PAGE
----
State of the Stock Market Analysis for the Week Ending on September 30th, 2018 (Wall Street’s Best Quarter in 5 Years 9-30-18)
Investors had a highly unusual week with regard to volume and volatility due to the Fed’s rate decision. The major indices finished mixed for the second week in a row, with only the Nasdaq closing in the green. The Dow and the S&P 500 further retreated from their recent all-time highs, but the tech benchmark got close to hitting its record high following the Fed’s rate hike. Despite the mixed price action and the strong international headwinds, Wall Street recorded its best quarter in 5 years, as the major indices recovered from the deep correction that started in February. Apart from Friday’s selloff in Europe, global stocks rose in a concerted fashion last week, which could be the precursor to another strong year-end for investors.
While all eyes were on Jerome Powell and the Fed last week, several key economic releases also came out, and the overall picture was slightly negative. As expected, the Central Bank delivered its third rate hike of the year, with a slight dovish shift in the monetary statement. However, since Mr. Powell warned of overvaluation in some assets, stocks had a rough post-Fed ride. Before the FOMC meeting on Wednesday, the CB Consumer Confidence rocketed higher unexpectedly. However, core durable goods orders and the Chicago PMI both came in below expectations, while the final GDP print and personal spending matched the consensus estimates, with the core PCE Price Index showing lower than expected inflation.
The technical picture improved thanks to the Nasdaq’s relative strength, and now the major indices are all well above their 50-day moving averages. The Dow, the S&P 500, and the Nasdaq are also well above their 200-day moving averages, despite the divergent trends of the recent weeks. The relatively weak Russell 2000 closed just below its 50-day moving average on Friday. However, the small-cap index is still far north of its long-term indicator, but barring a quick reversal, the short-term trend has the potential to turn bearish. On a positive note, the Volatility Index (VIX) drifted sideways throughout the week, as it remained below the 13 level even before the Fed’s rate decision, closing the week unchanged near 12.
Market internals continued to show weakness under-the-hood, with the most reliable measures all deteriorating amid the mixed price action. The Advance/Decline line drifted lower all week, despite the recent new highs from the Dow and the S&P 500, even as advancing issues outnumbered declining stocks by a 2-to-1 ratio on the NYSE, and by a 3-to-1 ratio on the Nasdaq. The average number of new 52-week highs continued to decline on both exchanges, falling to 58 on the NYSE and 71 on the Nasdaq. The number of new lows ticked higher in the meantime, rising to 120 on the NYSE and 81 on the Nasdaq. The percentage of stocks above their 200-day moving average fell below 50% again, due to the weakness in small-caps, which adds to the short-term worries regarding the breadth of the rally.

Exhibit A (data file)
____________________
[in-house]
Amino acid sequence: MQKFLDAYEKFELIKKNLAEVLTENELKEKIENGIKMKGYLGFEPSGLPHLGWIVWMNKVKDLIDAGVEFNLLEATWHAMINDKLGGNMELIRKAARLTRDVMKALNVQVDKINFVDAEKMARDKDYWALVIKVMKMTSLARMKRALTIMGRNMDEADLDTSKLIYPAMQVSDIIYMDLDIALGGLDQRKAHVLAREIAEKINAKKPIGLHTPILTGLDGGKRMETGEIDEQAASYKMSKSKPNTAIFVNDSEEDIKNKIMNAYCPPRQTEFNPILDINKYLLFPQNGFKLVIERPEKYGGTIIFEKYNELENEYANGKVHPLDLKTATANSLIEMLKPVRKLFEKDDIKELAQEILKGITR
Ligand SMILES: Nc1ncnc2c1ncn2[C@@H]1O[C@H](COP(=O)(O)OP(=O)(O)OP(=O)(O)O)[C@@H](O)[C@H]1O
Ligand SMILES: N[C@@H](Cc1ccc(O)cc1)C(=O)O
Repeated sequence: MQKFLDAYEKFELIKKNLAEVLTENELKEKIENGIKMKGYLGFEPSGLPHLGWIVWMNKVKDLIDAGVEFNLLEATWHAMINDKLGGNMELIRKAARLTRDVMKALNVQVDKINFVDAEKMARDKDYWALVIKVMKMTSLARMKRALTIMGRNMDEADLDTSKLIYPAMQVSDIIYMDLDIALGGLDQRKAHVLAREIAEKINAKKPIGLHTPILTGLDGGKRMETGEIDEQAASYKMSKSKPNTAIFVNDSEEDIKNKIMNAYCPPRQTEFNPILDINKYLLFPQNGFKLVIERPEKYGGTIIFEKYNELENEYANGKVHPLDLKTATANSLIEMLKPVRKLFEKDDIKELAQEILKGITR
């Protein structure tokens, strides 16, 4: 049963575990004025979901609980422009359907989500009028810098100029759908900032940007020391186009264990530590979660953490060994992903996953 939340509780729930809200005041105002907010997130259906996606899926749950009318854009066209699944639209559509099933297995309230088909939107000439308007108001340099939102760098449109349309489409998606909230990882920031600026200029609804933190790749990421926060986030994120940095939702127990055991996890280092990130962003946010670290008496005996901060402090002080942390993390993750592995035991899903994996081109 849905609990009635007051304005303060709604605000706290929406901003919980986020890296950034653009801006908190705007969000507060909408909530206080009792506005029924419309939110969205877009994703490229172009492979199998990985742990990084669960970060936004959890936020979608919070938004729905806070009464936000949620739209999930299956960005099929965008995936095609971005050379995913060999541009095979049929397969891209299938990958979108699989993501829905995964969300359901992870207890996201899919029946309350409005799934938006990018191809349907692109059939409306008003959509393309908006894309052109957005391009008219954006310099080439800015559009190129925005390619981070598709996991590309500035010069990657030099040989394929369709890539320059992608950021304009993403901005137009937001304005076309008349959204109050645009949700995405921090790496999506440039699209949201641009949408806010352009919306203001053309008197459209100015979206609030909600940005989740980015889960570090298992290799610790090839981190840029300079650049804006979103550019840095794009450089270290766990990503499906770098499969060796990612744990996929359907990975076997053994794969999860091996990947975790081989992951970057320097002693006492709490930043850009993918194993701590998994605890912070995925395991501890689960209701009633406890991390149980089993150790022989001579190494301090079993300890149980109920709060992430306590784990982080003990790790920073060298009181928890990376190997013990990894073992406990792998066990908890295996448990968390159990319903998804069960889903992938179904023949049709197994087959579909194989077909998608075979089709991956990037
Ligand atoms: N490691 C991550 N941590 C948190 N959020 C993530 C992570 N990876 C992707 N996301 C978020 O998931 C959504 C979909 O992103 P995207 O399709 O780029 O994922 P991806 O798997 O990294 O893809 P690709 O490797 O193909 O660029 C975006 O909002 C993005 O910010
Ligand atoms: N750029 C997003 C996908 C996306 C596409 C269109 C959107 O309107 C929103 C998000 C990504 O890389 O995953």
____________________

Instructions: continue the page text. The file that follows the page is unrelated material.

The most-shorted issues performed in-line with the broader market last week, with plenty of outstanding performances among the most-hated names, thanks to the general risk-on sentiment. Duluth Holdings (DLTH) might have ended the correction that started in September, and after an encouraging 5% weekly gain, bulls might be able to capitalize on the stock’s short interest of 42% again. INSYS (INSY) also sports a short interest of 33%, and the stock might be ready to tackle its August highs after the deep correction. Diamond Offshore (DO) received a lift from the rising price of oil and natural gas in September, and with a days-to-cover (DTC) ratio of 17, the stock could be ready for more gains.
While we will only have a few important economic releases coming out this week, all of them could have a major impact on the stock market. The ISM manufacturing and non-manufacturing PMIs are scheduled for Monday and Wednesday, respectively, and the government jobs report will come out on Friday as usual. Last month, the accelerating pace of wage growth stole the show, sparking a surge in Treasury yields, and now analysts expect a slightly lower 0.3% monthly gain, with a 185,000 rise in payrolls, and a downtick to 3.8% in the unemployment rate. Politics will likely take center stage again, as analysts expect a progressively intensifying campaign before the mid-terms in early November. This, along with the still suspiciously weak emerging markets, pose the biggest threat to the advancing trend on Wall Street. That said, if the Nasdaq remains relatively strong, it will likely be hard to stop the bullish juggernaut. Stay tuned!
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